The Joint Surveillance Target Attack Radar System sits in an isolated area on the back side of Robins and for many years has mostly operated independent of the rest of the base, but not anymore.
J-STARS and the massive maintenance area on the opposite side of the runway are now welded together. For the first time a J-STARS plane is undergoing depot maintenance at Robins.
While the J-STARS maintainers do the field maintenance required to keep the planes flying, depot maintenance is a complete overhaul of an aircraft that involves tearing it down to its bones and inspecting components piece by piece. It’s expected to take 10 months.
Previously the well-traveled E-8C planes have undergone depot maintenance at a Northrop Grumman facility in Lake Charles, Louisiana. Northrop Grumman will continue doing depot maintenance on J-STARS planes, but Robins will now also do about one per year to help keep more of the small fleet available for combat operations, said Brig. Gen. John Kubinec, commander of the Warner Robins Air Logistics Complex.
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“Our combatant commanders need this platform and they need it around the world,” Kubinec said as he checked out progress of the work Monday. “We need to get as many aircraft into the fight as possible so the Air Force asked us to help get more aircraft availability and more readiness to the operational unit at Robins.”
The National Defense Authorization Act approved by Congress this year killed a program to buy new planes for J-STARS, but it also required the Air Force to keep flying the current aircraft until 2028 while a replacement system, to be based at Robins, becomes operational. The act requires the Air Force to keep six J-STARS planes available to commanders at all times.
Kubinec said about 80 new jobs are being created at the base as a result of the work, and hiring is still going on. When the J-STARS planes are finally retired, those workers will be moved to other areas.
The Air Force began buying J-STARS planes in the 1990s and eventually acquired 17. All had once been commercial passenger airliners. The one being worked on at Robins was a Jordanian airliner.
“We bought them as used aircraft and modified them into the J-STARS and now they’ve been flying as J-STARS for decades,” Kubinec said. “When we tear them apart you don’t know what you are going to find.”
The J-STARS plane was inducted into the maintenance area on July 23 and the work, expected to take 300 days, is already ahead of schedule, said David Rice, the E-8C flight chief.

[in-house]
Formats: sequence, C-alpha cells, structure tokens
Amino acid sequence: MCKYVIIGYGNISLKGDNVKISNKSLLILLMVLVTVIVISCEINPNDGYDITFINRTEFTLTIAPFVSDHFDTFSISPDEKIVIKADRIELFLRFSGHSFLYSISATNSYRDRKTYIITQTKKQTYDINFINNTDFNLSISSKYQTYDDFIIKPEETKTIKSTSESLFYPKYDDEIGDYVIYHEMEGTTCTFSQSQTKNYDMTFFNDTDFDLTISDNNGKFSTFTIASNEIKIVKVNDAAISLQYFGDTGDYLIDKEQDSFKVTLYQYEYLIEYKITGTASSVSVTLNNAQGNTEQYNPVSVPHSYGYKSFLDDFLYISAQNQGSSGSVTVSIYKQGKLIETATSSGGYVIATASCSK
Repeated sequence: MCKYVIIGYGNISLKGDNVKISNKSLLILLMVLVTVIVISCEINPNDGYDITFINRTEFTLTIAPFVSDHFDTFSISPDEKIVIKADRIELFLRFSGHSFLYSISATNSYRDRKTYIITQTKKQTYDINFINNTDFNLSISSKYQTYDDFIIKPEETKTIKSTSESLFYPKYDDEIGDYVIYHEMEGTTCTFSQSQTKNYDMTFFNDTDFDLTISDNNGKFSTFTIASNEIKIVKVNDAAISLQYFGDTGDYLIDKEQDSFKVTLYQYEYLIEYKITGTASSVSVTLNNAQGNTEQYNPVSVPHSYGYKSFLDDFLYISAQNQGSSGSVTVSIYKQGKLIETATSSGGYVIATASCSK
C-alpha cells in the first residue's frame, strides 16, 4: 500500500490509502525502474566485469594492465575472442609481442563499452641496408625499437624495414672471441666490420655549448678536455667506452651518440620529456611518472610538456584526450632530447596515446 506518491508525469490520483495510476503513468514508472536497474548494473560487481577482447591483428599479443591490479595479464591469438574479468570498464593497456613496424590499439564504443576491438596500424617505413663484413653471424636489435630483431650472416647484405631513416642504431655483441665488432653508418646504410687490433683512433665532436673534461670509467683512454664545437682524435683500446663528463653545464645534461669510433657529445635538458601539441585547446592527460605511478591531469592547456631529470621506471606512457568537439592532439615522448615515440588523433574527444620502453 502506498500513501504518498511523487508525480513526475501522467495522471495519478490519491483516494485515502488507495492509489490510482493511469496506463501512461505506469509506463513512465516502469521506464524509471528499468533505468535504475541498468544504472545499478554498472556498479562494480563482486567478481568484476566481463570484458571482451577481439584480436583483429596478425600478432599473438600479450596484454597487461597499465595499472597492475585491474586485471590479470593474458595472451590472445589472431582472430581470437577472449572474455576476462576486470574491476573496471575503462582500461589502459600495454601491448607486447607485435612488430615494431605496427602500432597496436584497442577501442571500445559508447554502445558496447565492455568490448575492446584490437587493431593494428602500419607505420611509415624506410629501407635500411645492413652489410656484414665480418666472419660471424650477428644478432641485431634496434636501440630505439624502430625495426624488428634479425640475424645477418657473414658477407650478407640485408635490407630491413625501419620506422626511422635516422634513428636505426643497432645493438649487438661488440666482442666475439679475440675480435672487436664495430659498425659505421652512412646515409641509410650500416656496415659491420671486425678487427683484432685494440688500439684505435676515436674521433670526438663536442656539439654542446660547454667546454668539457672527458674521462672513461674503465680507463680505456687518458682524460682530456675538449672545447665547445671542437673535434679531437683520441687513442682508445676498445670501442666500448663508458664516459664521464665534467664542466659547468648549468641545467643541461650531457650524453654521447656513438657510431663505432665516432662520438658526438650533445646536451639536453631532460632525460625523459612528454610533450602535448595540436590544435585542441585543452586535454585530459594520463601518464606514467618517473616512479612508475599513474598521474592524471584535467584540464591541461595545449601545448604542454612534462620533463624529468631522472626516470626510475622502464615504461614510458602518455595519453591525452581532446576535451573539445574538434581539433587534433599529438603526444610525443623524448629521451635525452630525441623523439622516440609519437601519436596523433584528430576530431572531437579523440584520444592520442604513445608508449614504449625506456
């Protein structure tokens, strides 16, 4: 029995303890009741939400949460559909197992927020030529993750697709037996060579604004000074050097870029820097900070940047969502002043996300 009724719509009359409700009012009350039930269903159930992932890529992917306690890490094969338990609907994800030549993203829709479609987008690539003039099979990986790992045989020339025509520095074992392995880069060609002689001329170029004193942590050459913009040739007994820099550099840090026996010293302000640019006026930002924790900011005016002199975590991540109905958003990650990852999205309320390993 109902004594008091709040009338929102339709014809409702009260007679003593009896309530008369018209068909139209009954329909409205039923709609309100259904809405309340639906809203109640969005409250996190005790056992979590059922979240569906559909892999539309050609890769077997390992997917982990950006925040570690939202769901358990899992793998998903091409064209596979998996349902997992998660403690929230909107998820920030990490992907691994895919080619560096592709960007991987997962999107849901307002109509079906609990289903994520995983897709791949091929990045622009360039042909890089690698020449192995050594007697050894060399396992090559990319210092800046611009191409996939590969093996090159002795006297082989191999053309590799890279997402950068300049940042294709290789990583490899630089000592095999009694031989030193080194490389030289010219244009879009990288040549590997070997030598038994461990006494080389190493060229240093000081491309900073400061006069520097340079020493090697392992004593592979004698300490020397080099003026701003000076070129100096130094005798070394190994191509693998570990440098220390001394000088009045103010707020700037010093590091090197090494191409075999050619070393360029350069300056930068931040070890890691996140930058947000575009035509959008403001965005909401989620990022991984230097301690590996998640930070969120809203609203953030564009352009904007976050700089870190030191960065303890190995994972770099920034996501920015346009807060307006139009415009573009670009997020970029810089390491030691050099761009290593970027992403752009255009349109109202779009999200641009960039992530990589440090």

The engines and all of the interior electronics have been removed. On Monday, workers were finishing the tear down and inspection phase and preparing to enter the repair phase, They were carefully going over the aircraft with small flashlights, documenting the condition of various components to determine what parts need to be replaced or repaired.
Ordinarily the first step in depot maintenance for other planes is to strip off all the paint, then it would get a new paint job after the maintenance work is done. The J-STARS plane, however, was determined not to need a paint job.
For months prior to the induction,, workers went over to the J-STARS area to get hands-on experience with active duty and Georgia Air National Guard troops that maintain the planes, Rice said.
“It’s a learning curve for us,” Rice said.
Jeremy Pradarits, a guardsman with J-STARS, has moved over to be a full-time avionics technician on the J-STARS depot maintenance. Although he has plenty of experience with the planes, the new level of work has been a learning curve for him as well.
“This is a lot more involved than what I did over there, but it’s a pretty easy transition,” he said.
He said members of the J-STARS unit are excited to have the work done at Robins.
“I know a lot of people are happy,” he said. “They think we can do a better job. Plus, if there is an issue we are right across the ramp.”
It’s not the only new workload at Robins. The base has also started doing maintenance on the Global Hawk drone and Navy C-130s. The base plans to hire 1,200 new people over the next year.
J-STARS features a radar that sits under the belly of the plane and tracks enemy movements over a large area. Army personnel fly on the plane to communicate to troops on the ground. J-STARS has been heavily used in the Global War on Terror, but the Air Force chose to cancel new planes because of J-STARS inability to operate in contested air space.